When he came up with the idea for EduEats with classmate and co-founder Raj Shah (Bachelor of Business Administration - Accounting ’19), they had no shortage of advisers, including mentors at the Mawji Centre.

Group poses at Mawji Centre pitch competition

But there was no shortage of work either, from hiring freelance web developers to sourcing independent contractors to deliver food. At first, Soni did many of the deliveries himself during breaks between classes. In time, he amassed a crew of about eight to 10 fellow NAIT students with extra time on their hands. They’d get paid a fee for every online order they picked up from food outlets on campus and delivered to hungry peers.

“You can work and you don’t have to invest anything, unlike Skip the Dishes, where you have to have a car and gas and insurance. With EduEats, all you need is a smartphone,” says Soni.

The business earned him and Shah third place at a Mawji Centre pitch competition, where student entrepreneurs’ ideas are judged by a panel of experts. They also started work on expanding operations to other post-secondary institutions in Alberta and Ontario when the coronavirus shut down most campuses and services.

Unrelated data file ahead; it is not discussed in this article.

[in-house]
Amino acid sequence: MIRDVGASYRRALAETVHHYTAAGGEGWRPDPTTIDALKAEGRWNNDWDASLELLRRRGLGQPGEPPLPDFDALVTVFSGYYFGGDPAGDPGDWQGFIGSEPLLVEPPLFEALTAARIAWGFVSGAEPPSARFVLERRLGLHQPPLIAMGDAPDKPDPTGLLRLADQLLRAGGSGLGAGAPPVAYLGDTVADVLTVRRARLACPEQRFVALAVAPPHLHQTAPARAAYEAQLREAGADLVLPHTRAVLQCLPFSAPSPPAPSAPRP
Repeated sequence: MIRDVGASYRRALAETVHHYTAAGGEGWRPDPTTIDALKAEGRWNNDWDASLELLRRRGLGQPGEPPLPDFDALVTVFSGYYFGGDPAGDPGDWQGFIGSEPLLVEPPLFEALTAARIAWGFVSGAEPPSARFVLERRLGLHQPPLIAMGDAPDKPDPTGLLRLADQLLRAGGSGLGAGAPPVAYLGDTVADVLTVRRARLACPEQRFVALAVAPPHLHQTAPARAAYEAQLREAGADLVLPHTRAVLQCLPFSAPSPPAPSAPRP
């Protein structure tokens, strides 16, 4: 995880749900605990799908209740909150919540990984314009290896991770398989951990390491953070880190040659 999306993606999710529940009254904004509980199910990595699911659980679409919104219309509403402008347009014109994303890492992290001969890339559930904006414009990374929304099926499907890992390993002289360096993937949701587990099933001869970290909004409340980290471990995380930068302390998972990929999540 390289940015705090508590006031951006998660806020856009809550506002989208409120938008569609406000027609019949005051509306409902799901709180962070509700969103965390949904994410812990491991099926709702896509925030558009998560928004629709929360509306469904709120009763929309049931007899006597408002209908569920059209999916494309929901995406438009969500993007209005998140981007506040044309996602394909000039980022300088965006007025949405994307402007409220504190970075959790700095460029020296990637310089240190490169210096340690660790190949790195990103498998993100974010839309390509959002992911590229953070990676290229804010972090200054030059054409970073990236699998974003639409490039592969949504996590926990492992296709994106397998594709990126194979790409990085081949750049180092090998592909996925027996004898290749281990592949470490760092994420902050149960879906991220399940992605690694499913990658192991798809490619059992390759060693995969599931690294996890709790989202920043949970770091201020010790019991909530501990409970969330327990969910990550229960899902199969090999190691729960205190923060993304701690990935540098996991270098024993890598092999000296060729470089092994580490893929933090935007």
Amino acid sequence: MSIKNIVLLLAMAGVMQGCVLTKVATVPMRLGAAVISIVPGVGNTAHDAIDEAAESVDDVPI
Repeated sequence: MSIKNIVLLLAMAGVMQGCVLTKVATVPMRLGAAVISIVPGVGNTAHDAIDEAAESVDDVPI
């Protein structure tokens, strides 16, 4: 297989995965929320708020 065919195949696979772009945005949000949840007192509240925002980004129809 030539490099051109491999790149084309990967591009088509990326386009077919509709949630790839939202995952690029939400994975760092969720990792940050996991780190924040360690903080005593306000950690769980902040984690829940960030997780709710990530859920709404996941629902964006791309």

“I had to put a complete stop on it,”  says Soni.

Getting burned in the pandemic

The pandemic didn’t just curtail Soni’s side hustle. It also threatened the viability of his day job running the Fatburger on 104 Avenue in Oliver. He got involved with the business in 2019, about a year after a friend of his father bought the franchise and later sought help from someone with business acumen.

After reviewing the financials, Soni decided to go in 50-50 – while still completing his degree. He split his days between NAIT and the restaurant, where he’d work the floor with employees, do the ordering, create schedules and look after payroll.

Mawji Centre student competition dinner

“It was a long day – long hours – but something I was super-passionate about.”

When public health orders resulted in restaurant closures this past spring, Soni learned another side of the business when he and his partner were forced to lay off about half their staff. At that point, the restaurant wasn’t set up with its own takeout system and sales suffered.

“It was pretty much a disaster the first two months [of the pandemic],” he says. “We were struggling to even pay the rent.”

Meanwhile, Soni was also adjusting to having to finish his degree online and the postponement of convocation. Finding the self-discipline for virtual learning was a challenge, he says, but so was the loss of face-to-face interactions.

“We were struggling to even pay the rent.”

“I like to talk to people. That’s what I did for the past three years,” he says. “[Fortunately] the professors were so amazing.”

With his business degree complete, Soni’s now focused on leading his franchise through the next phase of Alberta’s relaunch. He loves the restaurant industry but says he’s not opposed to revisiting EduEats once campuses reopen. Or, he may explore other ventures. All he needs is a problem to solve.

“Filling that gap in the market is something I’m really passionate about,” he says.

Arth Soni Class of 2020